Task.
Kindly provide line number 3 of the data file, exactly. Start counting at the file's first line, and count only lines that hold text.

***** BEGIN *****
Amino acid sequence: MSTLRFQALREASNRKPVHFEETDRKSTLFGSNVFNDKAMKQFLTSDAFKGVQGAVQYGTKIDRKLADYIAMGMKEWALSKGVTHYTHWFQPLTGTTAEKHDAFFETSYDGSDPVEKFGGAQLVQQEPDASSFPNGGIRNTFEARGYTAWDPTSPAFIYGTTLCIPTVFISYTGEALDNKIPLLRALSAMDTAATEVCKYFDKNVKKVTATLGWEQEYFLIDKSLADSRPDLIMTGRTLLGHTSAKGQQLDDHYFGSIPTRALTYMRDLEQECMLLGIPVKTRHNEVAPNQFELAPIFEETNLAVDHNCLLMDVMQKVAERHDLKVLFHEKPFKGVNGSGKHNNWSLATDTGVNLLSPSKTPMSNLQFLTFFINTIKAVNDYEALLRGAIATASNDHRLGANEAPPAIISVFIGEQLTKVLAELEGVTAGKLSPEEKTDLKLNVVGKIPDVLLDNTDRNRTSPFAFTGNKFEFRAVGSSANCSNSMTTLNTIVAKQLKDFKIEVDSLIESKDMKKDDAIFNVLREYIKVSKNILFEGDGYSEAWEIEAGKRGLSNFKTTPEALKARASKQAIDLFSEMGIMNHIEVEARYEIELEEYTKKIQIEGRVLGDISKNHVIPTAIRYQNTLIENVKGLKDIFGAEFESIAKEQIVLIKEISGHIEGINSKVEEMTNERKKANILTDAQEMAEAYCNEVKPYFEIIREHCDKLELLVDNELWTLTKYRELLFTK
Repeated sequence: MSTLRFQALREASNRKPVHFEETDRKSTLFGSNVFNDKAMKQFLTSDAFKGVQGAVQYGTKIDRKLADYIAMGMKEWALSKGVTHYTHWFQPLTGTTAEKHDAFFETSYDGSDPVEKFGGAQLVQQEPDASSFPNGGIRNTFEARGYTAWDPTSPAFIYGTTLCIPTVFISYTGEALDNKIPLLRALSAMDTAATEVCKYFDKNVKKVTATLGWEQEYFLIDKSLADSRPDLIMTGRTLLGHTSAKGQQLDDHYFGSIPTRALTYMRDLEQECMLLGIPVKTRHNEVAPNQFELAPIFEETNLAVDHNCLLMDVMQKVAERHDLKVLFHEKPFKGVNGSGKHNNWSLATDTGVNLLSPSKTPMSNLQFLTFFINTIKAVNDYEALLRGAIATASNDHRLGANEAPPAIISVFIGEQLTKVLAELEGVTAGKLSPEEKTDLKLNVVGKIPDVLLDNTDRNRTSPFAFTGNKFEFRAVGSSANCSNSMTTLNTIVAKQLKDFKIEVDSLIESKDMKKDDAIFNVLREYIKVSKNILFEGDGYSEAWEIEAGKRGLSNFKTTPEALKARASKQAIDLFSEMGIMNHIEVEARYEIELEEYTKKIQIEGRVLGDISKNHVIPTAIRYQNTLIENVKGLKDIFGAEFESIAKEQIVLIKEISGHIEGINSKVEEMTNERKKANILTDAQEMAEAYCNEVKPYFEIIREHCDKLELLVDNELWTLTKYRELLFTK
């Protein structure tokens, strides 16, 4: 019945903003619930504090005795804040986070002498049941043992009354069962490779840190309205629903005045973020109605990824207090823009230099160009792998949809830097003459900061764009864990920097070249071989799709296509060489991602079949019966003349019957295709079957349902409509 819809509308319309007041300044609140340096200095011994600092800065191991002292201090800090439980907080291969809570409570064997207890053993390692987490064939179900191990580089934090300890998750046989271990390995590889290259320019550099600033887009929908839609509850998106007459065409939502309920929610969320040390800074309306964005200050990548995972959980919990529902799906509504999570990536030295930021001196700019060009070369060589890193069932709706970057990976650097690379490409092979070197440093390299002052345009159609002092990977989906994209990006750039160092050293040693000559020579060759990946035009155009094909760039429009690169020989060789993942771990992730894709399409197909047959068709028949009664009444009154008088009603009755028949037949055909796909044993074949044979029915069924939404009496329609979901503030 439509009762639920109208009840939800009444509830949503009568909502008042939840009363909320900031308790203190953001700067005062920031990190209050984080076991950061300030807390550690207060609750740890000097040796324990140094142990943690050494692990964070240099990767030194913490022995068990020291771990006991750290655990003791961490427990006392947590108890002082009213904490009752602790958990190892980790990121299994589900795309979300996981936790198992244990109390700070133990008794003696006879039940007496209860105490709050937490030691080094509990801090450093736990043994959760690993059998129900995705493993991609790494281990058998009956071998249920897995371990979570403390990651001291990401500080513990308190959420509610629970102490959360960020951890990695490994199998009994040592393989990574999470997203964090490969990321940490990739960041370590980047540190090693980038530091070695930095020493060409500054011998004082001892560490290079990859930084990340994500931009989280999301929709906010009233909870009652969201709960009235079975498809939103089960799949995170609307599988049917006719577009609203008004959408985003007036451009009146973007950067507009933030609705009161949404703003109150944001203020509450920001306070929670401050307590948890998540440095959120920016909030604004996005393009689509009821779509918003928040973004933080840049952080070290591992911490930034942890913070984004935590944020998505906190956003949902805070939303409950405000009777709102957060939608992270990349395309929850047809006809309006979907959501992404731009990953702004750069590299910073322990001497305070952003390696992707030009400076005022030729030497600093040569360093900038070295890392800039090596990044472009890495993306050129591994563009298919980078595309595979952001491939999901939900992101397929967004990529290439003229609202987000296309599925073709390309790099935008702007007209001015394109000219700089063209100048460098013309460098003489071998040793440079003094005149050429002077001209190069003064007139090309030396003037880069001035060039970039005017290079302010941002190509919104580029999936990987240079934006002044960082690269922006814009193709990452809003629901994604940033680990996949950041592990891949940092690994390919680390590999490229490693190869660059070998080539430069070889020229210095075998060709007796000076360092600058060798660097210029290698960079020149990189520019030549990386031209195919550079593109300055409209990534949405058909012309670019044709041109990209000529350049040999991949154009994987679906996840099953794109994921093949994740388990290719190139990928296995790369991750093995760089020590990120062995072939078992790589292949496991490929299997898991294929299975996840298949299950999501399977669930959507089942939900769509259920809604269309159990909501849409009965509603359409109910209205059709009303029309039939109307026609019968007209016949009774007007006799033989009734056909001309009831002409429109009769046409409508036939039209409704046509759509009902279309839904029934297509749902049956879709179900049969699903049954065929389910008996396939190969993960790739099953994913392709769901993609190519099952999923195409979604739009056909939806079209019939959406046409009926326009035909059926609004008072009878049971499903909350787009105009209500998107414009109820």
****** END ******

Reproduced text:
């Protein structure tokens, strides 16, 4: 019945903003619930504090005795804040986070002498049941043992009354069962490779840190309205629903005045973020109605990824207090823009230099160009792998949809830097003459900061764009864990920097070249071989799709296509060489991602079949019966003349019957295709079957349902409509 819809509308319309007041300044609140340096200095011994600092800065191991002292201090800090439980907080291969809570409570064997207890053993390692987490064939179900191990580089934090300890998750046989271990390995590889290259320019550099600033887009929908839609509850998106007459065409939502309920929610969320040390800074309306964005200050990548995972959980919990529902799906509504999570990536030295930021001196700019060009070369060589890193069932709706970057990976650097690379490409092979070197440093390299002052345009159609002092990977989906994209990006750039160092050293040693000559020579060759990946035009155009094909760039429009690169020989060789993942771990992730894709399409197909047959068709028949009664009444009154008088009603009755028949037949055909796909044993074949044979029915069924939404009496329609979901503030 439509009762639920109208009840939800009444509830949503009568909502008042939840009363909320900031308790203190953001700067005062920031990190209050984080076991950061300030807390550690207060609750740890000097040796324990140094142990943690050494692990964070240099990767030194913490022995068990020291771990006991750290655990003791961490427990006392947590108890002082009213904490009752602790958990190892980790990121299994589900795309979300996981936790198992244990109390700070133990008794003696006879039940007496209860105490709050937490030691080094509990801090450093736990043994959760690993059998129900995705493993991609790494281990058998009956071998249920897995371990979570403390990651001291990401500080513990308190959420509610629970102490959360960020951890990695490994199998009994040592393989990574999470997203964090490969990321940490990739960041370590980047540190090693980038530091070695930095020493060409500054011998004082001892560490290079990859930084990340994500931009989280999301929709906010009233909870009652969201709960009235079975498809939103089960799949995170609307599988049917006719577009609203008004959408985003007036451009009146973007950067507009933030609705009161949404703003109150944001203020509450920001306070929670401050307590948890998540440095959120920016909030604004996005393009689509009821779509918003928040973004933080840049952080070290591992911490930034942890913070984004935590944020998505906190956003949902805070939303409950405000009777709102957060939608992270990349395309929850047809006809309006979907959501992404731009990953702004750069590299910073322990001497305070952003390696992707030009400076005022030729030497600093040569360093900038070295890392800039090596990044472009890495993306050129591994563009298919980078595309595979952001491939999901939900992101397929967004990529290439003229609202987000296309599925073709390309790099935008702007007209001015394109000219700089063209100048460098013309460098003489071998040793440079003094005149050429002077001209190069003064007139090309030396003037880069001035060039970039005017290079302010941002190509919104580029999936990987240079934006002044960082690269922006814009193709990452809003629901994604940033680990996949950041592990891949940092690994390919680390590999490229490693190869660059070998080539430069070889020229210095075998060709007796000076360092600058060798660097210029290698960079020149990189520019030549990386031209195919550079593109300055409209990534949405058909012309670019044709041109990209000529350049040999991949154009994987679906996840099953794109994921093949994740388990290719190139990928296995790369991750093995760089020590990120062995072939078992790589292949496991490929299997898991294929299975996840298949299950999501399977669930959507089942939900769509259920809604269309159990909501849409009965509603359409109910209205059709009303029309039939109307026609019968007209016949009774007007006799033989009734056909001309009831002409429109009769046409409508036939039209409704046509759509009902279309839904029934297509749902049956879709179900049969699903049954065929389910008996396939190969993960790739099953994913392709769901993609190519099952999923195409979604739009056909939806079209019939959406046409009926326009035909059926609004008072009878049971499903909350787009105009209500998107414009109820």